is a redeeming crude honesty to Sling Blade, the somewhat mannered 1996 film that earned a
screenwriting Academy Award for star/writer/director, down-home auteur Billy Bob Thornton,
whose real name, come to think of it, would have suited the circumstances of this homely
but touching little tale part domestic drama, part sitcom, part horror story
as well as the name actually given the main character. Carl, he is called as if
this were some Dr. Frankenstein flick set in Central Europe instead of in central
Arkansas, where this low-budget oddity got put together, both spiritually and actually.
Of course, the presence in the movie of the likes of Robert Duvall, John Ritter, Dwight
Yoakum, and J.T. Walsh indicates that there was a certain in-group high seriousness
associated with Sling Blade from the very beginning. Clearly, it was destined to be at the
very least a cult film; that it got somewhat further in the worlds estimation is an
indication of how well it transcends its built-in limitations.
When we first see a young middle-aged Carl,
he is presented as a backwoods retard, who has just been pronounced cured and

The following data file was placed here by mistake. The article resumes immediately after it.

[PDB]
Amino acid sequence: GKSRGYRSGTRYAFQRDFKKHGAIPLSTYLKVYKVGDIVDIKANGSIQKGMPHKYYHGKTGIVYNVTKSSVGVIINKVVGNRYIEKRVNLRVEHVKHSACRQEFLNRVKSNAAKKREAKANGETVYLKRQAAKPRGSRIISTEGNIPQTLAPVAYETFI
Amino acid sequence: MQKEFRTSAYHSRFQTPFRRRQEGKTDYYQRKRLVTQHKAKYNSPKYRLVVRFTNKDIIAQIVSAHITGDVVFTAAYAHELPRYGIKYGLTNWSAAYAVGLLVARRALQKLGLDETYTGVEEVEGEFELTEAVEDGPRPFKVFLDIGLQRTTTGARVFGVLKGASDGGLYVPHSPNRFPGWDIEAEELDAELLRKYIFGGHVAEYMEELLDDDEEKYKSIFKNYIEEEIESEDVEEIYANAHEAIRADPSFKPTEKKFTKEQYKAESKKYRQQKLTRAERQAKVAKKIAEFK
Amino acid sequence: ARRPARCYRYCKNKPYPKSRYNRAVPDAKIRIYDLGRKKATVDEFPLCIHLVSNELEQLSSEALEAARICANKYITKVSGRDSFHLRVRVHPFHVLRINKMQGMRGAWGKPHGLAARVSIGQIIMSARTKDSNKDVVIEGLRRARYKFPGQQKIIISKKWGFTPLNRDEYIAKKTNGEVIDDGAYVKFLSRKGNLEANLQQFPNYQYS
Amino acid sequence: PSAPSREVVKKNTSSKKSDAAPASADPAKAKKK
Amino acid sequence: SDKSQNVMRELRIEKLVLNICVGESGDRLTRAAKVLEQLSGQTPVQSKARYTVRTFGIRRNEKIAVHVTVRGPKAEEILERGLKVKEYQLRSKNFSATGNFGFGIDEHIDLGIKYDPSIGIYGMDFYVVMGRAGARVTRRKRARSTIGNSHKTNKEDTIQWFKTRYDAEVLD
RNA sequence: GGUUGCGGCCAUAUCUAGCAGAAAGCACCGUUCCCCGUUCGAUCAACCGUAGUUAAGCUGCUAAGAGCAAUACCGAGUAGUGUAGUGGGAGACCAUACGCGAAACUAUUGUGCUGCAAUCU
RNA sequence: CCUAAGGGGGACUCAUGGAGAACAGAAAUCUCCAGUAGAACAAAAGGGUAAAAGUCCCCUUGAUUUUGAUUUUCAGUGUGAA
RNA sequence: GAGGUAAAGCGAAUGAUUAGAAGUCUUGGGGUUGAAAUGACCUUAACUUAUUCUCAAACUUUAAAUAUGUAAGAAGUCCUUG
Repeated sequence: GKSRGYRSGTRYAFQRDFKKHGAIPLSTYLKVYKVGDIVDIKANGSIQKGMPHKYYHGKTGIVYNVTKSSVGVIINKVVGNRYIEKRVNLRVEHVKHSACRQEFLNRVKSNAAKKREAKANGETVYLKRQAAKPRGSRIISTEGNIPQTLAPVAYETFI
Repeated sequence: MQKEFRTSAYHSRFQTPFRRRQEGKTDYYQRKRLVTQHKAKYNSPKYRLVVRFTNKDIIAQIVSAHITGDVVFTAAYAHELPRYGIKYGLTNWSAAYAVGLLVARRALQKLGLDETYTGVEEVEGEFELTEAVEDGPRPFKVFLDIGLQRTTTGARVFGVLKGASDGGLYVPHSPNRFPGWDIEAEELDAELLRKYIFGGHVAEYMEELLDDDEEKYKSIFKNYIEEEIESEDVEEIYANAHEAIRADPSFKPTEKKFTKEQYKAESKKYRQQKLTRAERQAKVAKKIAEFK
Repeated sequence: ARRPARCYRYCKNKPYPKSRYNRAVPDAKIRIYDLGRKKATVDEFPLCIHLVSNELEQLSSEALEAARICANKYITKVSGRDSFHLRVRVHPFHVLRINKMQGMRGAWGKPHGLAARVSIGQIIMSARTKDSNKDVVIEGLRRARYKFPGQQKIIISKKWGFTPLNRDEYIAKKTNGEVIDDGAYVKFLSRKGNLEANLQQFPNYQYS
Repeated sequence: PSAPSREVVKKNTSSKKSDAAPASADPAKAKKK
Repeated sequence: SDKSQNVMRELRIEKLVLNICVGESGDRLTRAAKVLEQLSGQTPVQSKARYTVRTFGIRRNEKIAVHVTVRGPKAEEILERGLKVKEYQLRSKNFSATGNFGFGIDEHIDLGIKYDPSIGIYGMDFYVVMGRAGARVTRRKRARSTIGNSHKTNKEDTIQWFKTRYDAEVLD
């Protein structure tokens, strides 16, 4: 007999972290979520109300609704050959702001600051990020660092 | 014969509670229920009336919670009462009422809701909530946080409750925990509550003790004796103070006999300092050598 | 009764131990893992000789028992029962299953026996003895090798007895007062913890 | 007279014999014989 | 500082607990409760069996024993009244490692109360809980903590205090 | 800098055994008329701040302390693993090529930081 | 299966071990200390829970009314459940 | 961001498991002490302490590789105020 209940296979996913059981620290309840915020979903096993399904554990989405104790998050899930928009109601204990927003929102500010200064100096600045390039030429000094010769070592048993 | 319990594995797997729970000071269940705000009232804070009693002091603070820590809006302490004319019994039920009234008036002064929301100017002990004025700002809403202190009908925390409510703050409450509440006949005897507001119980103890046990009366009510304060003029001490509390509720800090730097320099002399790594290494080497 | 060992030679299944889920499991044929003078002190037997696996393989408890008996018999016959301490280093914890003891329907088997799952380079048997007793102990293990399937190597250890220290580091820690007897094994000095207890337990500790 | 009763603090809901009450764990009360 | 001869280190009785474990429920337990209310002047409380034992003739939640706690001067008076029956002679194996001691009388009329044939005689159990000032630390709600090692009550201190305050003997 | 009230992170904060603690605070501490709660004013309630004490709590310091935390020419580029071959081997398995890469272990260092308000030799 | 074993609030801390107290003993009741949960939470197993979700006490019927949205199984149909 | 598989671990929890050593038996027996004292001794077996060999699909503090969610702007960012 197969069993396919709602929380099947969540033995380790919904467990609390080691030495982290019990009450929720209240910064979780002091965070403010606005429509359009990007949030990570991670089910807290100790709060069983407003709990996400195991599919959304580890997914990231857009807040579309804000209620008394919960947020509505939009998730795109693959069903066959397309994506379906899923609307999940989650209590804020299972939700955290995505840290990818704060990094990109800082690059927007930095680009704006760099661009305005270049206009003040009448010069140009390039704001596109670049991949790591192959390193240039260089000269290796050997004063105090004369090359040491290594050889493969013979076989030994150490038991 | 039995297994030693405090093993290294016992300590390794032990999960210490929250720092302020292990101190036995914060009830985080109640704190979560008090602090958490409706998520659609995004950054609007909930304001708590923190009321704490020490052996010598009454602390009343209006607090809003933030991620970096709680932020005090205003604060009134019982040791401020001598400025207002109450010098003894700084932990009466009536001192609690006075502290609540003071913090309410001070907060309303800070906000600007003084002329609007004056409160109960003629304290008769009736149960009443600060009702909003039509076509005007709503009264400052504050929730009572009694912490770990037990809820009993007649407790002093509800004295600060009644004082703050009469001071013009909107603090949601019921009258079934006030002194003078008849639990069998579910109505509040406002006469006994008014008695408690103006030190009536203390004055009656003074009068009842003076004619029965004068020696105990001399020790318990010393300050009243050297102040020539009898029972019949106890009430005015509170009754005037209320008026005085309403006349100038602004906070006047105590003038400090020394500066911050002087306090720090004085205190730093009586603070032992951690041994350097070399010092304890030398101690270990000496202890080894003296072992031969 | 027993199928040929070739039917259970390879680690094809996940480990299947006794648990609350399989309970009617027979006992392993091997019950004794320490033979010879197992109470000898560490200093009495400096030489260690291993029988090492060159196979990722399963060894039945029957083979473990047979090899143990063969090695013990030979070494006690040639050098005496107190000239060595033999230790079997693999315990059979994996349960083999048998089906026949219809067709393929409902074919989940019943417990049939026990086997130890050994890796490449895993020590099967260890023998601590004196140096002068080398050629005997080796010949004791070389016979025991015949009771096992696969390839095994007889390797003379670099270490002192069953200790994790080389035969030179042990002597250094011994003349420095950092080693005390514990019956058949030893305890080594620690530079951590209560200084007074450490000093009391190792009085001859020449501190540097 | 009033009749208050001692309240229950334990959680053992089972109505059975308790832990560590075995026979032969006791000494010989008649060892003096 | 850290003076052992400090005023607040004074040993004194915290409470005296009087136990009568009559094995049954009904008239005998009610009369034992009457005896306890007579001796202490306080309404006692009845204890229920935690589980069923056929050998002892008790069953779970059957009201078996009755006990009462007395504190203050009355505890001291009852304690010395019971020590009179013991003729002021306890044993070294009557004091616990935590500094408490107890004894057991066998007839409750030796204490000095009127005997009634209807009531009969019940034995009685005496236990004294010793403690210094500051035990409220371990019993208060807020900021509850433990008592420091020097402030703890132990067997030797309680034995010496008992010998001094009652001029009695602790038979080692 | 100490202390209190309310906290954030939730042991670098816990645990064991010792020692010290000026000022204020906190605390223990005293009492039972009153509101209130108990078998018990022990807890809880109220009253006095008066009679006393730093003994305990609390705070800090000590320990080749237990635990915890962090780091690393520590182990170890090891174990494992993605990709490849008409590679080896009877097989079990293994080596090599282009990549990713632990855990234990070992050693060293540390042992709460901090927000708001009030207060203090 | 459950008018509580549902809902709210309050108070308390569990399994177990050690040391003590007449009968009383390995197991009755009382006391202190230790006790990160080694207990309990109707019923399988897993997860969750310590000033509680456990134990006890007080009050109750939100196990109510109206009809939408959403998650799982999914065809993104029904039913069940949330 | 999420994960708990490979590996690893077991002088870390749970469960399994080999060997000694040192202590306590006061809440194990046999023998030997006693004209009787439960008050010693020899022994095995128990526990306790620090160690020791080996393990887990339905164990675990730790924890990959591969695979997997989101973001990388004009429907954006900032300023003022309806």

is being released from the state hospital, where he landed as a young boy after hacking to
death his mother and her lover when he mistook their furtive coupling for something else.
We learn all this from Carl himself in a monologue that sounds in part like a
Writers Workshop dissertation read aloud and serves also to introduce us to
Carls characteristic tics a ritualistic Mmmmm, hmmmm that allows
him to play Greek chorus to himself and the periodic verbal refrain All right,
then. In between these sounds, he manages to get out a fair share of homespun
apercus and some self-conscious-sounding gag lines. (Are you well now? asks a
character to whom he has confessed the circumstances of his incarceration. I feel
all right. Mmmmm, hmmmm, he replies.)
Add to this Carls studiedly
hunchbacked posture, mechanical loping gait, and prognathously out-thrust jaw, and you
have the makings of a caricature Forrest Gump meets Texas Chain-Saw Massacre.
Except that the people and the situations
of Sling Blade, even when most cartoony, resonate with depths beyond the ordinary and the
obvious, the same way as do the grotesqueries in the short stories of the late great
Not to spoil the ending, Carls
attempts to live among normal townsfolk who, of course, turn out to be
even more star-crossed and off-center than he is end either tragically or with
reassuring appropriateness, depending on how you want to look at it. He reconnects to his
past, anyhow, in a terse, grimly effective scene, and becomes (pick one) an avenger, a
destroyer, or a healer. Want to go for all three? All right, then.